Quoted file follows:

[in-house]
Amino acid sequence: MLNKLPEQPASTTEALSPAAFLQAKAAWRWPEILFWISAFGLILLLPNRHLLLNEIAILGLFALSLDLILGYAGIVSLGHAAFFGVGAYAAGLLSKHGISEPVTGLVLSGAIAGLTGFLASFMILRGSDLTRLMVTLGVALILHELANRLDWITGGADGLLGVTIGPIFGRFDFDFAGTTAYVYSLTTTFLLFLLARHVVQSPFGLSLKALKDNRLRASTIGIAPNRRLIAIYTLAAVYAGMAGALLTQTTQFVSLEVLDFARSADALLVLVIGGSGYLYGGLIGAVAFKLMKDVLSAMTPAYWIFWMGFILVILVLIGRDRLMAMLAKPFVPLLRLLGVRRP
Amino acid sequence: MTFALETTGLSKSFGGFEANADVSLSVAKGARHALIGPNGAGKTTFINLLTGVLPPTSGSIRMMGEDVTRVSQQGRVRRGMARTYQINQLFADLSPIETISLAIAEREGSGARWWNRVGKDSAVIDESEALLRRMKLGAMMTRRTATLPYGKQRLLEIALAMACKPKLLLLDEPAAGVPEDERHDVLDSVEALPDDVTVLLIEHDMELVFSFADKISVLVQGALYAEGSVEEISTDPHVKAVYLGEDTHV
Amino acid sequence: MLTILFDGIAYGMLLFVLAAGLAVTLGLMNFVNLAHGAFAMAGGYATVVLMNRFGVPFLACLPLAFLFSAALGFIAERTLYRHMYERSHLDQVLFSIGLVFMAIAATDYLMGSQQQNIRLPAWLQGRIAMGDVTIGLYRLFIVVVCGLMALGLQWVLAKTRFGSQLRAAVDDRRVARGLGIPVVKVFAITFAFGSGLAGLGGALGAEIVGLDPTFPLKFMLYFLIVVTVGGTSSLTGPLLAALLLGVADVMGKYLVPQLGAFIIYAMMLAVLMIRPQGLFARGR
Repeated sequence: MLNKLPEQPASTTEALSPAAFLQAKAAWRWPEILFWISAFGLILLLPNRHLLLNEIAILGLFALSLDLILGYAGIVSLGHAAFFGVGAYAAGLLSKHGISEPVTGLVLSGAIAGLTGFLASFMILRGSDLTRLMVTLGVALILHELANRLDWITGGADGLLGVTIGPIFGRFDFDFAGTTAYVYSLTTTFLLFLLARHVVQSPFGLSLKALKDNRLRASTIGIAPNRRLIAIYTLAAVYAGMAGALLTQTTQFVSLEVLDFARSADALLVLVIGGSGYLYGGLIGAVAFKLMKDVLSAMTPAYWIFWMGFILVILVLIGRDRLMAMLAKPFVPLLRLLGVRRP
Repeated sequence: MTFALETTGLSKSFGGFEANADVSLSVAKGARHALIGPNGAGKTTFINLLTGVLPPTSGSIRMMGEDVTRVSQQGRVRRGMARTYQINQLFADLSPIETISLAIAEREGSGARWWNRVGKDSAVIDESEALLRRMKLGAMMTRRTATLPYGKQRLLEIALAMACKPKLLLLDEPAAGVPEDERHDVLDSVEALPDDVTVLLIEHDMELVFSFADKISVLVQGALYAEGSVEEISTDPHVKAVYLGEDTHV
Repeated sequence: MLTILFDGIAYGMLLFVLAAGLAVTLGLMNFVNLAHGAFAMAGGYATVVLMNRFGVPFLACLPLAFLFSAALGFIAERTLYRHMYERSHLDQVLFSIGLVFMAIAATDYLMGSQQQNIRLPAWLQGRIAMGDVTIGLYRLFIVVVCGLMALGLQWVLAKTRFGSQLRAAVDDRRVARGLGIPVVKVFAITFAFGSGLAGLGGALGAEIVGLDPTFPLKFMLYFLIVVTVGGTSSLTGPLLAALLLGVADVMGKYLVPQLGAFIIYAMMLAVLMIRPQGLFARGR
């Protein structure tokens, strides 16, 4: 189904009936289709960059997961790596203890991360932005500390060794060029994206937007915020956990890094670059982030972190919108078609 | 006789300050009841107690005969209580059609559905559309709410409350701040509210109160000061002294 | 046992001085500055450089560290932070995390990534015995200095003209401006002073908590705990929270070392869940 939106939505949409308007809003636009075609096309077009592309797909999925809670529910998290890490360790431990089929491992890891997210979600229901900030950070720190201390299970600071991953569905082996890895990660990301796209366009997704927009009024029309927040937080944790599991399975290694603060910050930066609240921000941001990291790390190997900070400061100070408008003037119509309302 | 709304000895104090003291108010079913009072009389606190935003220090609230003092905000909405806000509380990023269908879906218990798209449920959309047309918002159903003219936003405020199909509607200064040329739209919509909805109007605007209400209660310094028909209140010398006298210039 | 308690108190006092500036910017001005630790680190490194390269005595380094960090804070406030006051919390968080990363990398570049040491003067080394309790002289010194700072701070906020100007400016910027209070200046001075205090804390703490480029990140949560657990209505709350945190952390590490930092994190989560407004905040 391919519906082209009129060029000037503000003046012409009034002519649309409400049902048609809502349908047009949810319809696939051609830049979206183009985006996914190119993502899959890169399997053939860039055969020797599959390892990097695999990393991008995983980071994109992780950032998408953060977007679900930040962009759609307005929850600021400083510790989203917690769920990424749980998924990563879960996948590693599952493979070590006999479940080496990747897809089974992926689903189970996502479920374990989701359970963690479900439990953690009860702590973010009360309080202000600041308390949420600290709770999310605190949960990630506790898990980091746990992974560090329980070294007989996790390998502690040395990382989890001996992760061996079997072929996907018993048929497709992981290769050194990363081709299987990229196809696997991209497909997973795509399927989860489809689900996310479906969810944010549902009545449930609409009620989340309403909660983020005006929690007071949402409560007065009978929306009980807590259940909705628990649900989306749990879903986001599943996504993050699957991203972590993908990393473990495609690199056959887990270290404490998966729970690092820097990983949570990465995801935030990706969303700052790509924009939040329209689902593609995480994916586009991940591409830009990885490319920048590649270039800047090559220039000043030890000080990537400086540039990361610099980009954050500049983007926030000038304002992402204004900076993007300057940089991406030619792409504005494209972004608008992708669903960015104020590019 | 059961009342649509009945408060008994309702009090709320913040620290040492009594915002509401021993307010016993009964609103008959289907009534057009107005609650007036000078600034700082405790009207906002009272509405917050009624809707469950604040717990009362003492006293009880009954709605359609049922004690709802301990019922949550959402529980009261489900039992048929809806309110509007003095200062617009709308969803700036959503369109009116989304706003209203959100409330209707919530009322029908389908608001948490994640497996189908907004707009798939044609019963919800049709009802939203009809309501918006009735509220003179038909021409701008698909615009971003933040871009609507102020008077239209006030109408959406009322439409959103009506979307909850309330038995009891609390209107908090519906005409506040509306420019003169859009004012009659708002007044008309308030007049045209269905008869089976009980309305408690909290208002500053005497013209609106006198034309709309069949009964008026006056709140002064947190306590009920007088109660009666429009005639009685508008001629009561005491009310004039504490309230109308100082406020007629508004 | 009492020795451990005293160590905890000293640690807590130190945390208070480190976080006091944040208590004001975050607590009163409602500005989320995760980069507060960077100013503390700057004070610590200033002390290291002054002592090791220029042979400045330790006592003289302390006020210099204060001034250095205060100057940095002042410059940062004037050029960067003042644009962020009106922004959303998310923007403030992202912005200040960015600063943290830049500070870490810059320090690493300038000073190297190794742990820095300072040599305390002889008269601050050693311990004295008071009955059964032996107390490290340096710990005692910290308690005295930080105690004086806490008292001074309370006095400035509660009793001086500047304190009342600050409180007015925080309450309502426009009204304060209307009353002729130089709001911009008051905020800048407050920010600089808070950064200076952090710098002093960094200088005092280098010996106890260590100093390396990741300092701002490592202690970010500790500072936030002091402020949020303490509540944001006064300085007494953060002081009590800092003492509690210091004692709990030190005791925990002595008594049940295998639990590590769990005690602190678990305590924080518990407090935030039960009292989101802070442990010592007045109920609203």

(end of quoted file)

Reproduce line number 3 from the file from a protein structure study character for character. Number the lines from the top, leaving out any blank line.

Amino acid sequence: MTFALETTGLSKSFGGFEANADVSLSVAKGARHALIGPNGAGKTTFINLLTGVLPPTSGSIRMMGEDVTRVSQQGRVRRGMARTYQINQLFADLSPIETISLAIAEREGSGARWWNRVGKDSAVIDESEALLRRMKLGAMMTRRTATLPYGKQRLLEIALAMACKPKLLLLDEPAAGVPEDERHDVLDSVEALPDDVTVLLIEHDMELVFSFADKISVLVQGALYAEGSVEEISTDPHVKAVYLGEDTHV